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Practising Space To practice space is thus to repeat the joyful and silent experience of childhood; it is, in a place, to be other and to move toward the other. 1 Michel de Certeau alTeriT y as a re acTiOn TO glObalisaTiOn Alterity is in danger. It is a masterpiece in peril, an object lost or missing from our system…2 There is a crisis of alterity in which globalised meaning is threatened by its opposition to the system of exchange. An artistic effort towards radical alterity is a practical one. It combines experience of actual space with strategies of

aspectual thinking, can happen as a sudden shift, or as a gradual process of shifting between Tine Melzer, Tobias Servaas: Practising Aspect Change Tine Melzer, Tobias Servaas: Practising Aspect Change interpretations or perceptions. Meanings can tip over abruptly like in jokes, but images – as objects perceived through our practice of seeing – can also shift smoothly, little by little, and unnoticed. Rhetorical shifts in language, a metaphorical transfer or interaction between image and text, can provide examples of when and how we undergo such shifts.6 On the most

Practices of Comparing A New Research Agenda Between Typological and Historical Approaches Angelika Epple/Walter Erhart Comparisons—a ubiquitous tool of powerful thinking? Introduction to a multidisciplinary field of manifold controversies1 “It’s like comparing apples and oranges”—this is what one might well say when a comparison is deemed to be impossible. This fruit-based example for not being able to compare holds at least in the Anglo-American world; Germans prefer to state the same impossibility by comparing apples and pears (likewise supposed to be in vain

DCS | Digital Culture and Society | Vol. 3, Issue 2 | © transcript 2017 DOI 10.14361/dcs-2017-0212 Situating Hobby Drone Practices Julia M. Hildebrand Abstract Consumer drones are entering everyday spaces with increasing fre- quency and impact as more and more hobbyists use the aerial tool for recreational photography and videography. In this article, I seek to expand the common reference to drones as “unmanned aircraft systems” by conceptualising the hobby drone practice more broadly as a heterogeneous, mobile assemblage of virtual and physical practices

DCS | Digital Culture and Society | Vol. 3, Issue 2 | © transcript 2017 DOI 10.14361/dcs-2017-0216 The Practice of Practice Heather Horst, David Morley, and Noel B. Salazar in Conversation with Roger Norum This conversation considers some of the disciplinary divides and anxieties surrounding contemporary research on media and mobility through a discussion of linkages between these two research fields and the role of non‑media centric focuses on media across the disciplines. The conversation was sparked by the three‑day workshop, Anthropologies of Media and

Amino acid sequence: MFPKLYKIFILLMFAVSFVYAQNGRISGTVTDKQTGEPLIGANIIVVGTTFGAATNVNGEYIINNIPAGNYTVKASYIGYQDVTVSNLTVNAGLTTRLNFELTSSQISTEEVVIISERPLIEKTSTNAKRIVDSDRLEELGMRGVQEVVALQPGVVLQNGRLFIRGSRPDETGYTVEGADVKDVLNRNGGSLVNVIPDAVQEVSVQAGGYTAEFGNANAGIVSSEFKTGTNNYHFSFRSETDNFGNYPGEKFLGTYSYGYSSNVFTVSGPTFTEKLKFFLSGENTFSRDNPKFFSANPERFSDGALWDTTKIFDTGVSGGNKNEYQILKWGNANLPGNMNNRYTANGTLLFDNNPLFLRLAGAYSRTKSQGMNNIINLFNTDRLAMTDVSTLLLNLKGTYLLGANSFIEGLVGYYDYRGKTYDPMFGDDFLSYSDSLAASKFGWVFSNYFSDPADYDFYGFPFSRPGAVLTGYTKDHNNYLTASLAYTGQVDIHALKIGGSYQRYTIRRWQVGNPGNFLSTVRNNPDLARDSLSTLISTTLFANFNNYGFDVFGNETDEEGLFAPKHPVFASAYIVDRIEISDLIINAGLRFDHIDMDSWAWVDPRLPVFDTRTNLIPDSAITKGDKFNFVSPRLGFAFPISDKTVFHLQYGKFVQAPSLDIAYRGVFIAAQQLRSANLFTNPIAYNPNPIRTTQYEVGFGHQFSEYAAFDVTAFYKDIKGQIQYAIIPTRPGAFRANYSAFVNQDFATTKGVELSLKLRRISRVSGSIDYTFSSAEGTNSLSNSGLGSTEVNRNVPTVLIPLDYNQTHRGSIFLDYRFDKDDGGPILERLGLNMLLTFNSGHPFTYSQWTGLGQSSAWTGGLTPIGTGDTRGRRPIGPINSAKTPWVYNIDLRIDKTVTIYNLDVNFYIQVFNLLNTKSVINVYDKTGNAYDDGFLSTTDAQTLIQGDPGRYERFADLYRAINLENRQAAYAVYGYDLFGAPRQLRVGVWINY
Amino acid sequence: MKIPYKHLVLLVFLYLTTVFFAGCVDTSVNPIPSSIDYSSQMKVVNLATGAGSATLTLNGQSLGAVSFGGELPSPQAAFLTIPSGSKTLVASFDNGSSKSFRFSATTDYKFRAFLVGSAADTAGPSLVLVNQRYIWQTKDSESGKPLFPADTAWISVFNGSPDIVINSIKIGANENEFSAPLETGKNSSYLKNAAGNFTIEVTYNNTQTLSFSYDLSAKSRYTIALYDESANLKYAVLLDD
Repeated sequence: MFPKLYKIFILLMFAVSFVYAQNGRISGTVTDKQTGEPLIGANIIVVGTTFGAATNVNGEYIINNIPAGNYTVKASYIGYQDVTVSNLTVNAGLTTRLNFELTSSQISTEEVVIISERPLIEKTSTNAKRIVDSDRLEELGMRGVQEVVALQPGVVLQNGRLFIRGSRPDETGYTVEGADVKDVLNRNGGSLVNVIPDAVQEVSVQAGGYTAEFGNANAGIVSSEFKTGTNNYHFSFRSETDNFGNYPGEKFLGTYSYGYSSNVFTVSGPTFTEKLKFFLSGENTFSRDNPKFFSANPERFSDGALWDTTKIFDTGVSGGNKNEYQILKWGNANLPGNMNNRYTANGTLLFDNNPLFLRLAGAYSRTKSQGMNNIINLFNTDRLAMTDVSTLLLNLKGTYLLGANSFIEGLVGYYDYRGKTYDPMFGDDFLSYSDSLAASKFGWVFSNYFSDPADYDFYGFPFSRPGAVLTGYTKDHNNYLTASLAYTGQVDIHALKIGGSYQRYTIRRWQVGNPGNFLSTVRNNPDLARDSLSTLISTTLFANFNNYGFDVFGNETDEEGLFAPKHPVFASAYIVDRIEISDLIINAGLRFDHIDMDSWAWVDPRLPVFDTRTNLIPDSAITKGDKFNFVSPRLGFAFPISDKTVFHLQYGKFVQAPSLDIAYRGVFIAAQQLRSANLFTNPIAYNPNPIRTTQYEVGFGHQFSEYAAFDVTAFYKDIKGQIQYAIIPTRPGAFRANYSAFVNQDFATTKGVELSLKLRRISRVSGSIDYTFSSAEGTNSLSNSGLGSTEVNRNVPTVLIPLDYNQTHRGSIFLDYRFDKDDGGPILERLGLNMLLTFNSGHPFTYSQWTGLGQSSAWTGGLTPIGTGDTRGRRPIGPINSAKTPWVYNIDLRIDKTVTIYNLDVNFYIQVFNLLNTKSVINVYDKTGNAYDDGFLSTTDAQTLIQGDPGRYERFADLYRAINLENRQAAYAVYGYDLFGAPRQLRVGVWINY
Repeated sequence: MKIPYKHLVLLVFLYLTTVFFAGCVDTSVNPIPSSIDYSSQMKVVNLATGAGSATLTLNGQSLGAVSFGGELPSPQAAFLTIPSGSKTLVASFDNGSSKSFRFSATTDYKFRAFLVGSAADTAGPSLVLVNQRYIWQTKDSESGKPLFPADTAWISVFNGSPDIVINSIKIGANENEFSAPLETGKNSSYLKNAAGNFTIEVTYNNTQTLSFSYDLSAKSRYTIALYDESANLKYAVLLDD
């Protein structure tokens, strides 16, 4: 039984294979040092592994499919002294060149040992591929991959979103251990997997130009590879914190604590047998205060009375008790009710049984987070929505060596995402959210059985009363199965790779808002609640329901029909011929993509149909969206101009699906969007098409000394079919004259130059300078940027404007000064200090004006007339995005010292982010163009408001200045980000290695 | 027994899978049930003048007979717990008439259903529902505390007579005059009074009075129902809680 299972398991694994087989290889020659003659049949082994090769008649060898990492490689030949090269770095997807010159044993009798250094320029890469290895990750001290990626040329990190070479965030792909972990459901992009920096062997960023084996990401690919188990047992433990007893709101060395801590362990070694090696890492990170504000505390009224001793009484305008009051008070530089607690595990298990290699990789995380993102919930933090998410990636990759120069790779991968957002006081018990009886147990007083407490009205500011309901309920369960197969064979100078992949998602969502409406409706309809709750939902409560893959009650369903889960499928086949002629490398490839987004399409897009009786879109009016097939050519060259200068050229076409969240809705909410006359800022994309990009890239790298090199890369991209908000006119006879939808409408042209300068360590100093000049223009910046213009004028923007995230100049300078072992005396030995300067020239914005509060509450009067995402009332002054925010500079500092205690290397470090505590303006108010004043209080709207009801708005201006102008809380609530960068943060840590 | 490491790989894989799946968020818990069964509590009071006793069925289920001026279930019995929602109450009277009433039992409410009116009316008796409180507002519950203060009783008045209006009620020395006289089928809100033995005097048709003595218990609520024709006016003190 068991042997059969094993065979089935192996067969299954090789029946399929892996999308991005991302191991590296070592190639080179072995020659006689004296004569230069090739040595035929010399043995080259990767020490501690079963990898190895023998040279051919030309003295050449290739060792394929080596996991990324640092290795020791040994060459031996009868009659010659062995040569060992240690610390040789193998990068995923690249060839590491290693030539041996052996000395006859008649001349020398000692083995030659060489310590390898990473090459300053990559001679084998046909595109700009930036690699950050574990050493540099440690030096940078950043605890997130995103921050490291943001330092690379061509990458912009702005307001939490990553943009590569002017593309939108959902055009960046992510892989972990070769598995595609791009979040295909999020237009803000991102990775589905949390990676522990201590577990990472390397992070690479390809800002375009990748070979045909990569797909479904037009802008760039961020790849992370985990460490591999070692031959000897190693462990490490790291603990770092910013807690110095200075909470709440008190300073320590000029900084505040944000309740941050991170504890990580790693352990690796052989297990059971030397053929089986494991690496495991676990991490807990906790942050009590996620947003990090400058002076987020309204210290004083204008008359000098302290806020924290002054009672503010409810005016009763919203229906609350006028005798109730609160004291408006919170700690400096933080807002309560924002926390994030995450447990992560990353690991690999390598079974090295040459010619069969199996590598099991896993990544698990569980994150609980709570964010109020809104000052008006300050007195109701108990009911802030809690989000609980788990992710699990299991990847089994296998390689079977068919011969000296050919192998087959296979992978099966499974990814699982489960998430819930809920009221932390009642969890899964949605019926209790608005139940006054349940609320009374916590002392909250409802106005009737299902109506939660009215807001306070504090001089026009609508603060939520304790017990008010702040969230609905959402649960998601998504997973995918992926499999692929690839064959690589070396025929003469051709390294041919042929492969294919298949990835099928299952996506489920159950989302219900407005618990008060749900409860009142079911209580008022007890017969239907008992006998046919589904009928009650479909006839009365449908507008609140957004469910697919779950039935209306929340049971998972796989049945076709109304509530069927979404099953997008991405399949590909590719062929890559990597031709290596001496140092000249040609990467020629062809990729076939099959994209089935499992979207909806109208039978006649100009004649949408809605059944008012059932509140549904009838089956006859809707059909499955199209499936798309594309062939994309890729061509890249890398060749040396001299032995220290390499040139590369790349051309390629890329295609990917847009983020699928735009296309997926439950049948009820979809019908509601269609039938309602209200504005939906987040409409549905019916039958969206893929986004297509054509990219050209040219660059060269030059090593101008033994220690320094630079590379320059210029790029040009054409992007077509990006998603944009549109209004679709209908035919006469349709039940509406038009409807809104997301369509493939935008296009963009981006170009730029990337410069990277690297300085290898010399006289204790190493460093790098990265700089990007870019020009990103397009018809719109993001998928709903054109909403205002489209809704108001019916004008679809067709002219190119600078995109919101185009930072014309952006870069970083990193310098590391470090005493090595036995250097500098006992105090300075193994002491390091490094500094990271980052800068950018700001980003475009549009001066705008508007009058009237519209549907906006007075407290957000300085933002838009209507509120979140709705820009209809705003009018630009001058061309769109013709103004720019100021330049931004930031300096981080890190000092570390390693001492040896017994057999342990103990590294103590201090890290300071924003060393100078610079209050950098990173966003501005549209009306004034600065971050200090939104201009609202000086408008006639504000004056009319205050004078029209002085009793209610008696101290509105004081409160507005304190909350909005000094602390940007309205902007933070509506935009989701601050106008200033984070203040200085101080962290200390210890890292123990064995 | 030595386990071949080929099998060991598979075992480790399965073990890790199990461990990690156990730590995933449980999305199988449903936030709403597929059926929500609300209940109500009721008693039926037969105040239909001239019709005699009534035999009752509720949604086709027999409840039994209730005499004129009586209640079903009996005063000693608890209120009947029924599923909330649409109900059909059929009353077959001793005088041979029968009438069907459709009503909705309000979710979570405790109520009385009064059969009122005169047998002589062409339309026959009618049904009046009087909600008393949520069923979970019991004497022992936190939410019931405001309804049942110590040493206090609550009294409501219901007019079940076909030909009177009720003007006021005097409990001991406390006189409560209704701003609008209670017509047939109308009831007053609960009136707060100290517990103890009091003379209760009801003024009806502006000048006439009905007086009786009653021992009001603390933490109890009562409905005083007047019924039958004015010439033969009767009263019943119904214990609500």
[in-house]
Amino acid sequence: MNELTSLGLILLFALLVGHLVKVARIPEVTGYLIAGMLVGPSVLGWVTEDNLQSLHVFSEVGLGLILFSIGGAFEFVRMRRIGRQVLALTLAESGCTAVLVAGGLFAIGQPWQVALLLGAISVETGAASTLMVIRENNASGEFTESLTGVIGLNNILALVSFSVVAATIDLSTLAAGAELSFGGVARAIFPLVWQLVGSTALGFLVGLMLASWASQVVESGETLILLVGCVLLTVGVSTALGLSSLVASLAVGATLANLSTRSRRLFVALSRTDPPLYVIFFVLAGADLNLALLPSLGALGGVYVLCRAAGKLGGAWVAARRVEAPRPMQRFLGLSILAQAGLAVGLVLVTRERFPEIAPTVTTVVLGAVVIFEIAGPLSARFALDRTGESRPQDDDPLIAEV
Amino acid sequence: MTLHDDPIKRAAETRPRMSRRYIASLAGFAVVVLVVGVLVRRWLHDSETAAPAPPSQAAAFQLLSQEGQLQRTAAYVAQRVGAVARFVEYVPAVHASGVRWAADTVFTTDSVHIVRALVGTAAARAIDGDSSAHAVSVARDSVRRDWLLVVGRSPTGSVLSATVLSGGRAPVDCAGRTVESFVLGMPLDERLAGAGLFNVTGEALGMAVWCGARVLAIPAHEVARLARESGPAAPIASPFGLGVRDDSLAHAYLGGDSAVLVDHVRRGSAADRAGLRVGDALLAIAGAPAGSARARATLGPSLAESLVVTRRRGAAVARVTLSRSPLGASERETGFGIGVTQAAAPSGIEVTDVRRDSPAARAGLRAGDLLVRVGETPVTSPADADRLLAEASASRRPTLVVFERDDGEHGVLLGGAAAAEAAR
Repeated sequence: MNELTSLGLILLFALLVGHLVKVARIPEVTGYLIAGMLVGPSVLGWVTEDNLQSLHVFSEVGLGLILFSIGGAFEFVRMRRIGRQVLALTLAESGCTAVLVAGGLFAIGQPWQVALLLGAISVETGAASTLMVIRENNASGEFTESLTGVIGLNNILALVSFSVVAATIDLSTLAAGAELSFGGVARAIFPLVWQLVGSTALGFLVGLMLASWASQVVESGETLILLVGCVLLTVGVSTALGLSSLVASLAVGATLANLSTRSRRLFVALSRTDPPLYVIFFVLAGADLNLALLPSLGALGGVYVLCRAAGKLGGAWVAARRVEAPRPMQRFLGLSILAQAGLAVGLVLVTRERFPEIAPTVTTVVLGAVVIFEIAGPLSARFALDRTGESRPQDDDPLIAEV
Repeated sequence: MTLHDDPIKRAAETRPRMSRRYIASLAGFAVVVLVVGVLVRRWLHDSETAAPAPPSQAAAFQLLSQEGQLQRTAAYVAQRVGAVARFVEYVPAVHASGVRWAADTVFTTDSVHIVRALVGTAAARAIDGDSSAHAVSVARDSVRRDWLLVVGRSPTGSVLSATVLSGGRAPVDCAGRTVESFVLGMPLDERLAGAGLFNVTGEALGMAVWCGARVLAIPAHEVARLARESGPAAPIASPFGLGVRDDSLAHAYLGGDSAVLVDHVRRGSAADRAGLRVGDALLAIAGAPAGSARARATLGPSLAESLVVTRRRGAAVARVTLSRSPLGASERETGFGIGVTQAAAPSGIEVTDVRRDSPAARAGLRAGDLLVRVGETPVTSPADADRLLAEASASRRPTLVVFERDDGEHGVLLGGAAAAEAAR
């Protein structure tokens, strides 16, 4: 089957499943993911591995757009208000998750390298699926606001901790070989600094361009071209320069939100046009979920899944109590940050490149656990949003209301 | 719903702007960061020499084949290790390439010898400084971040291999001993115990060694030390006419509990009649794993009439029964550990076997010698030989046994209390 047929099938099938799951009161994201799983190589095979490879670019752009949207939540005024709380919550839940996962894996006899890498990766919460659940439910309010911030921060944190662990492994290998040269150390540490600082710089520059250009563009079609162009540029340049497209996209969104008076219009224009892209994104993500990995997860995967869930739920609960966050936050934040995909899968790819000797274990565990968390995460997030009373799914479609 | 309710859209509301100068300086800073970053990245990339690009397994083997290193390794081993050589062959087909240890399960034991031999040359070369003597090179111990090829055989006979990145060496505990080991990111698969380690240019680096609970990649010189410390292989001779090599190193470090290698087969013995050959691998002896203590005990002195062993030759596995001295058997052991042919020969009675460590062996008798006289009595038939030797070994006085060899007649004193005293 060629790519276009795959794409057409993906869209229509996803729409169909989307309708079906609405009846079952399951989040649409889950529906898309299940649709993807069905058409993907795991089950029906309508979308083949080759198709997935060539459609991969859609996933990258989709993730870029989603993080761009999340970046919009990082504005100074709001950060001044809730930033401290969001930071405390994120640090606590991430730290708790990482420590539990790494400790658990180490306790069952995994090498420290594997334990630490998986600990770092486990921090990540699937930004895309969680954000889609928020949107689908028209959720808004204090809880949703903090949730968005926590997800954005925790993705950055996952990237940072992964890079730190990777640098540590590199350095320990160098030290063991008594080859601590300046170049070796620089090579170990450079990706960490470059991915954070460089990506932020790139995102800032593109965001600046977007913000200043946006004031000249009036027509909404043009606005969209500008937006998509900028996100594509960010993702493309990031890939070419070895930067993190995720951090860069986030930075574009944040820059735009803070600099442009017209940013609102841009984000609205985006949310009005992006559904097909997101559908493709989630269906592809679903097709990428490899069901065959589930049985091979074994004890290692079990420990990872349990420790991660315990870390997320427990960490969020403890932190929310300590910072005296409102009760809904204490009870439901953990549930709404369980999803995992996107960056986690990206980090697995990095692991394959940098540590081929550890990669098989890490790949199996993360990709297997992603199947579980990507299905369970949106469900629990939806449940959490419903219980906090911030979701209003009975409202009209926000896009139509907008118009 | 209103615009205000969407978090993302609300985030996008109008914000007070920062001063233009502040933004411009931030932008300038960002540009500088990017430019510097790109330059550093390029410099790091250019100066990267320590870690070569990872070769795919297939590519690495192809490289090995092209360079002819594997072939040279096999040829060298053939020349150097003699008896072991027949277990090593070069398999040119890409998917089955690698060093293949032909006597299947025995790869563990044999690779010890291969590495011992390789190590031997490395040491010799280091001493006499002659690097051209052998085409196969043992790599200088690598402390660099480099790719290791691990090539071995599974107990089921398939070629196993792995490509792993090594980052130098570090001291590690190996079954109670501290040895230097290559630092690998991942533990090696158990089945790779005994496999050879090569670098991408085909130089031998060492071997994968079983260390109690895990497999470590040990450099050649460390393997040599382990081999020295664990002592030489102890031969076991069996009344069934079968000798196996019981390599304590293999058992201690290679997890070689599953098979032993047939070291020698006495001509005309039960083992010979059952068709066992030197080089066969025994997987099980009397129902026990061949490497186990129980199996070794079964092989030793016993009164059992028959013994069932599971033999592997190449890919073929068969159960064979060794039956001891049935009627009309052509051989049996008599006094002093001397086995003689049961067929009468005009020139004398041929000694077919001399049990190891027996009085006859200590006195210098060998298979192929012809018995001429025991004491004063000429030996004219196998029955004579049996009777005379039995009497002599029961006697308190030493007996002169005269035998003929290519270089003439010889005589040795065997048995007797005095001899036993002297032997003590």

180 Curating Contemporary Music Festivals is where the concept of curating as a practice of critical knowledge creation can be related to the directorial, organizational work of DOMTS. This is because their approach to programming these platforms is with the goal of exploring the rich diversity of ways in which performances can be considered music theatre. They do this through inviting also artists from disciplines outside of music, productive outsiders, but also people like directors, who have experience staging music theatre but perhaps not conceiving of a

’ 11). As such, I see no sense in drawing strict arbitrary lines between what “political participation” is or is not. Indeed, I would always argue for a more inclusive measurement system. For me, the key factors in defining “political participation” are interest, engagement and commitment to the democratic community and to society, in whichever modes that they may appear – rather than a restrictive, scholarly label. 8.2 Information Practices through the Ages With the spread of the Internet, the sheer mass of information available has grown exponentially. Not

67 Frank Furtwängler Human Practice How the Problem of Ergodicity Demands a Reactivation of Anthropological Perspectives in Game Studies1 Abstract: This article presents a critical review (not a rejection) of the concept of “ergodic litera- ture” when applied to computer and video games. Therefore it goes back to some of the sources Espen Aarseth triggered when he appropriated the term from physics in 1997 for the subject of cybertext and explains the necessary consequences of the term “ergodicity” for literature and games when it is not merely used

Practicing Graham Becoming-Body between Counts and Spaces JOHANNA HEIL DEMARCATING EMBODIED SPACES OF BECOMING In Nietzsche’s Dancers, in the opening section of her chapter on the iconic Ameri- can modern dancer and choreographer Martha Graham (1894-1991), Kimerer LaMothe traces the »affirmation of life through movement« that Graham sought to invoke through her dancing, transmitting »the sensation of living« (Graham qtd. in LaMothe 2006: 151). This is how she remembers the Graham bounces, the first ex- ercise in Graham technique classes, through her

Reflective Practice On Spatial Thinking The work presented in this book has not only argued that the Japanese garden repre- sents a type of spatial exemplar in terms of soundscape and landscape qualities, but that the creative and analytical work undertaken has served to form a foil or compa- nion to the precedent created by composer and philosopher John Cage. But indeed the notion of Marjorie Siegel and the framework for enacting myriad types of transme- diations between media is not an approach only used by Cage or one that can be ex- clusively traced to the